Thursday, August 6, 2020

Letter to the school board

To: board***@---.---

From: Joseph L. Puente

Subject: 2020-21 School year should be 100% ONLINE.

It is my understanding that an emergency meeting is being held this evening to discuss whether to open schools Monday through Friday or to implement a “hybrid” program combining school attendance and online learning.

My initial reaction to this was to ask:

“Is teaching students over the internet—as was done during the second half of the last school year—not even being considered as an option?”

Please, someone, tell me that teaching students over the internet—which is the SAFEST option—is still on the table.

My wife, Danica, teaches 4th grade at Holbrook Elementary. I helped her to convert our living room into an online classroom. I am fully aware of the challenges and difficulties involved in online teaching but I also know that it can be done.

I was under the impression that being part of a society that we like to call “civilized,” meant that our collective health and safety should be our top priority. That, when presented with a difficult choice of how to move forward in almost any context, one should always choose the safest option. If there is no 100% guarantee of safety then it’s our MORAL OBLIGATION to err on the side of that which will be the LEAST HARMFUL.

Option A: Adapting to a difficult but WORKABLE model of teaching that we already KNOW is the SAFEST way to move forward.

Option B: Any decision involving even as little as a single day of weekly in-person contact—regardless of masks, social distancing, hand washing, etc.—that, statistically, WILL result in someone contracting the novel Coronavirus, potentially spreading it asymptomatically to others, resulting in someone developing COVID-19, and possibly dying from it.

Option A is undeniably the safest choice.

Option A is the LEAST harmful choice.

Option A is the ethical choice.

Option A is the moral choice.

We’ve already heard myriad excuses for choosing Option B—most of them rooted in selfishness. Frankly, the only way that any of those justifications can make sense is if one makes a conscious choice to IGNORE health and safety as relevant factors.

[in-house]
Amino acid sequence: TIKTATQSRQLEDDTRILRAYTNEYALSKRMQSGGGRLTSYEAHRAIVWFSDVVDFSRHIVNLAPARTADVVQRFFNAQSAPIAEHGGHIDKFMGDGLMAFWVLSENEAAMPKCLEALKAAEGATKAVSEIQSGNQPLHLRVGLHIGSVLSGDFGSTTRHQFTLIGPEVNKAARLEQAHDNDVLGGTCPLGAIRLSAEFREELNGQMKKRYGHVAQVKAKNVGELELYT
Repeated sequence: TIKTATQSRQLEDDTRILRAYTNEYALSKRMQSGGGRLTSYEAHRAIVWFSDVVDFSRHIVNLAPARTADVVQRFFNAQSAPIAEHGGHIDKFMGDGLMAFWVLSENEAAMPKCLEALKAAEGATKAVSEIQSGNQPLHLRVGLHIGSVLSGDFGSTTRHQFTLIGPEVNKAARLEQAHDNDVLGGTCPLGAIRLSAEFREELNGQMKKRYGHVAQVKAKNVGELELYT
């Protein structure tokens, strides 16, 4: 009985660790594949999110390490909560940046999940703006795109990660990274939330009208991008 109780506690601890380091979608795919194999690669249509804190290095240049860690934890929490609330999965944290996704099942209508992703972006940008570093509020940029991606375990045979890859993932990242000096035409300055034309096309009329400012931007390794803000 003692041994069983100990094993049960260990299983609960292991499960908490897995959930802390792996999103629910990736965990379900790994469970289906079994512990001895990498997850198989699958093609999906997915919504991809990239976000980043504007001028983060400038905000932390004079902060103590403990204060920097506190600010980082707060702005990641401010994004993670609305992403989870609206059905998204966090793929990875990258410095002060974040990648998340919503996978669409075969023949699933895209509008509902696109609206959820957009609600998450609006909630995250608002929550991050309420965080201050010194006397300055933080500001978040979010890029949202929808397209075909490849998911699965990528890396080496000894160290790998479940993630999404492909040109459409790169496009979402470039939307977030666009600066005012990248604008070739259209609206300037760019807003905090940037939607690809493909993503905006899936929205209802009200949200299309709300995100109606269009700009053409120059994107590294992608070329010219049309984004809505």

PLEASE, make the safe choice. Please, put the health of our students and teachers at the top of your priorities and let that alone determine the course of action for the coming school year. Have faith in their ability to adapt to the situation and overcome the challenges that it presents.

I also implore you to carefully consider the ramifications of making the selfish choice, because, if you do, and there is so much as one COVID-19 infection traced directly to a school being open during a pandemic—when it did NOT have to be—the responsibility will rest directly with those individuals who could have opted for the safest solution and consciously CHOSE NOT TO.

Below, I have included—in its entirety—the text of a recent article in The Washington Post by Jeff Gregorich, a Superintendent in Arizona, and I have taken the liberty of emphasizing those passages that stood out to me.

Thank you for taking the time to read this message.


—Joseph L. Puente

“I’m sorry, but it’s a fantasy’

Jeff Gregorich, superintendent, on trying to reopen his schools safely

... I don’t feel qualified... Each possibility I come up with is a bad one.

...covid is spreading all over this area... ...I already lost one teacher to this virus...

...we’re cutting up shower curtains and trying to make do... ...last week I found out we had another staff member who tested positive... Some of my staff members were crying... “What if this virus hits me like it did Mrs. Byrd?”...

...I don’t understand how anyone could expect us to reopen the building this month in a way that feels safe... ...since when has this virus operated on our schedule?

...More than a quarter of our students live with grandparents. These kids could very easily catch this virus, spread it and bring it back home. It’s not safe. There’s no way it can be safe.

If you think anything else, I’m sorry, but it’s a fantasy. Kids will get sick, or worse. Family members will die. Teachers will die.

Mrs. Byrd did everything right... They were so careful...  All three of them wore masks. They checked their temperatures. They taught on their own devices and didn’t share anything, not even a pencil.

...she thought it was a sinus infection... The other two teachers started feeling sick the same weekend, so they went to get tested. They both had it bad for the next month. Mrs. Byrd’s husband got it and was hospitalized. Her brother got it and passed away. Mrs. Byrd fought for a few weeks until she couldn’t anymore.

...These were three responsible adults in an otherwise empty classroom, and they worked hard to protect each other. We still couldn’t control it. That’s what scares me.

...Even if we do everything perfectly, germs are going to spread inside a school. We share the same space. We share the same air.

A bunch of our teachers have told me they will put in for retirement if we open up this month. They’re saying: “Please don’t make us go back. This is crazy. We’re putting the whole community at risk.”

...Teachers don’t feel safe... I can’t have more people getting sick... I keep waiting for someone higher up to take this decision out of my hands and come to their senses. I’m waiting for real leadership, but maybe it’s not going to happen.

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